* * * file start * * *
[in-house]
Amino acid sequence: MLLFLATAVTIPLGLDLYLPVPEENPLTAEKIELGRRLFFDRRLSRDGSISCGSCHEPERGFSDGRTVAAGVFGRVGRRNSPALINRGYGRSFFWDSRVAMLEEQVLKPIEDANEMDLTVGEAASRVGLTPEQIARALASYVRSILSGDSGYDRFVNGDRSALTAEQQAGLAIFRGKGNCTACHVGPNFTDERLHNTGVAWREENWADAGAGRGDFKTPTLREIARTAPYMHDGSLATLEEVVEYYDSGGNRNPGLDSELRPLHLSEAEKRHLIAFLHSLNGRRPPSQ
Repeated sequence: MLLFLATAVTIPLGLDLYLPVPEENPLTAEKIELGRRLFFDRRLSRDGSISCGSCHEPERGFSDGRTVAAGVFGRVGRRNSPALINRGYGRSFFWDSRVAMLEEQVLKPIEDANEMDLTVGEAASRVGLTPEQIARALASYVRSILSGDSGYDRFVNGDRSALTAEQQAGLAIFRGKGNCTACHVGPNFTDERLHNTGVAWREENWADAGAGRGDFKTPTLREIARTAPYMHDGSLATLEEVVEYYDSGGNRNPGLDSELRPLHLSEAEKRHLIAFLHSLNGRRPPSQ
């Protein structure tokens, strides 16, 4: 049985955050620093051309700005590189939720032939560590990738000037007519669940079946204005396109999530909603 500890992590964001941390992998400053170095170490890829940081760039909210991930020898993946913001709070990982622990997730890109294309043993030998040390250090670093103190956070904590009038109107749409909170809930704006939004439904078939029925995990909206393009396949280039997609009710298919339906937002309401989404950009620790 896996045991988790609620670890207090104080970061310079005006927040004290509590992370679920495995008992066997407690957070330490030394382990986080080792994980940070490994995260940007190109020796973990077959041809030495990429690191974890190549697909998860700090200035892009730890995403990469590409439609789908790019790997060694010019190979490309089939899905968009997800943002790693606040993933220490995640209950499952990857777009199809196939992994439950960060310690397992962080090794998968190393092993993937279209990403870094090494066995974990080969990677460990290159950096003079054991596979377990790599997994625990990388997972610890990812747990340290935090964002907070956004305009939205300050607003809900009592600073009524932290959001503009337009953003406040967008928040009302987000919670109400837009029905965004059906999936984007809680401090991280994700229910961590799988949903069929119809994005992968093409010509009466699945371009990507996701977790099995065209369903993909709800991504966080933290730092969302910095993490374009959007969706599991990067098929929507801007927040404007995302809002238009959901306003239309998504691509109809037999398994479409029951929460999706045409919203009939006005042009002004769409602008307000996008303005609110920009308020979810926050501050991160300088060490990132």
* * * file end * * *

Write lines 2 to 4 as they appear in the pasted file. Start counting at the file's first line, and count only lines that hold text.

Amino acid sequence: MLLFLATAVTIPLGLDLYLPVPEENPLTAEKIELGRRLFFDRRLSRDGSISCGSCHEPERGFSDGRTVAAGVFGRVGRRNSPALINRGYGRSFFWDSRVAMLEEQVLKPIEDANEMDLTVGEAASRVGLTPEQIARALASYVRSILSGDSGYDRFVNGDRSALTAEQQAGLAIFRGKGNCTACHVGPNFTDERLHNTGVAWREENWADAGAGRGDFKTPTLREIARTAPYMHDGSLATLEEVVEYYDSGGNRNPGLDSELRPLHLSEAEKRHLIAFLHSLNGRRPPSQ
Repeated sequence: MLLFLATAVTIPLGLDLYLPVPEENPLTAEKIELGRRLFFDRRLSRDGSISCGSCHEPERGFSDGRTVAAGVFGRVGRRNSPALINRGYGRSFFWDSRVAMLEEQVLKPIEDANEMDLTVGEAASRVGLTPEQIARALASYVRSILSGDSGYDRFVNGDRSALTAEQQAGLAIFRGKGNCTACHVGPNFTDERLHNTGVAWREENWADAGAGRGDFKTPTLREIARTAPYMHDGSLATLEEVVEYYDSGGNRNPGLDSELRPLHLSEAEKRHLIAFLHSLNGRRPPSQ
């Protein structure tokens, strides 16, 4: 049985955050620093051309700005590189939720032939560590990738000037007519669940079946204005396109999530909603 500890992590964001941390992998400053170095170490890829940081760039909210991930020898993946913001709070990982622990997730890109294309043993030998040390250090670093103190956070904590009038109107749409909170809930704006939004439904078939029925995990909206393009396949280039997609009710298919339906937002309401989404950009620790 896996045991988790609620670890207090104080970061310079005006927040004290509590992370679920495995008992066997407690957070330490030394382990986080080792994980940070490994995260940007190109020796973990077959041809030495990429690191974890190549697909998860700090200035892009730890995403990469590409439609789908790019790997060694010019190979490309089939899905968009997800943002790693606040993933220490995640209950499952990857777009199809196939992994439950960060310690397992962080090794998968190393092993993937279209990403870094090494066995974990080969990677460990290159950096003079054991596979377990790599997994625990990388997972610890990812747990340290935090964002907070956004305009939205300050607003809900009592600073009524932290959001503009337009953003406040967008928040009302987000919670109400837009029905965004059906999936984007809680401090991280994700229910961590799988949903069929119809994005992968093409010509009466699945371009990507996701977790099995065209369903993909709800991504966080933290730092969302910095993490374009959007969706599991990067098929929507801007927040404007995302809002238009959901306003239309998504691509109809037999398994479409029951929460999706045409919203009939006005042009002004769409602008307000996008303005609110920009308020979810926050501050991160300088060490990132």